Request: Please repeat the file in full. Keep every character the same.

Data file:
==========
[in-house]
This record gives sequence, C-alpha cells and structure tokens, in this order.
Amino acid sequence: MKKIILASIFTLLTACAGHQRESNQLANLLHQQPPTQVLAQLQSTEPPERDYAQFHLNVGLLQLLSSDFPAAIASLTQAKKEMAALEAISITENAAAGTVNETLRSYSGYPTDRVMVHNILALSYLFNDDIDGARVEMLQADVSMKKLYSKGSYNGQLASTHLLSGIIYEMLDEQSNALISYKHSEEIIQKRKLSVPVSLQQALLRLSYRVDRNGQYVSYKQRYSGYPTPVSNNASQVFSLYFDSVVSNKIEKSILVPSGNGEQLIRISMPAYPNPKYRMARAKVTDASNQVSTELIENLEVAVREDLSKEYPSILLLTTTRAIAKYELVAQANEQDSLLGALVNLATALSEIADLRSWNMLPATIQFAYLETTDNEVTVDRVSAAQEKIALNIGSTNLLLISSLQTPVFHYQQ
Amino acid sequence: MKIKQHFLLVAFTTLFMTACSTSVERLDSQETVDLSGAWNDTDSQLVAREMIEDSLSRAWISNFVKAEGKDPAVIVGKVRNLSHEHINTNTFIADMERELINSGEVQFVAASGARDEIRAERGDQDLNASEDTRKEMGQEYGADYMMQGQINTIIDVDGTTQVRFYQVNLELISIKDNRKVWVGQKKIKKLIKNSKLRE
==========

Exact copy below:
[in-house]
This record gives sequence, C-alpha cells and structure tokens, in this order.
Amino acid sequence: MKKIILASIFTLLTACAGHQRESNQLANLLHQQPPTQVLAQLQSTEPPERDYAQFHLNVGLLQLLSSDFPAAIASLTQAKKEMAALEAISITENAAAGTVNETLRSYSGYPTDRVMVHNILALSYLFNDDIDGARVEMLQADVSMKKLYSKGSYNGQLASTHLLSGIIYEMLDEQSNALISYKHSEEIIQKRKLSVPVSLQQALLRLSYRVDRNGQYVSYKQRYSGYPTPVSNNASQVFSLYFDSVVSNKIEKSILVPSGNGEQLIRISMPAYPNPKYRMARAKVTDASNQVSTELIENLEVAVREDLSKEYPSILLLTTTRAIAKYELVAQANEQDSLLGALVNLATALSEIADLRSWNMLPATIQFAYLETTDNEVTVDRVSAAQEKIALNIGSTNLLLISSLQTPVFHYQQ
Amino acid sequence: MKIKQHFLLVAFTTLFMTACSTSVERLDSQETVDLSGAWNDTDSQLVAREMIEDSLSRAWISNFVKAEGKDPAVIVGKVRNLSHEHINTNTFIADMERELINSGEVQFVAASGARDEIRAERGDQDLNASEDTRKEMGQEYGADYMMQGQINTIIDVDGTTQVRFYQVNLELISIKDNRKVWVGQKKIKKLIKNSKLRE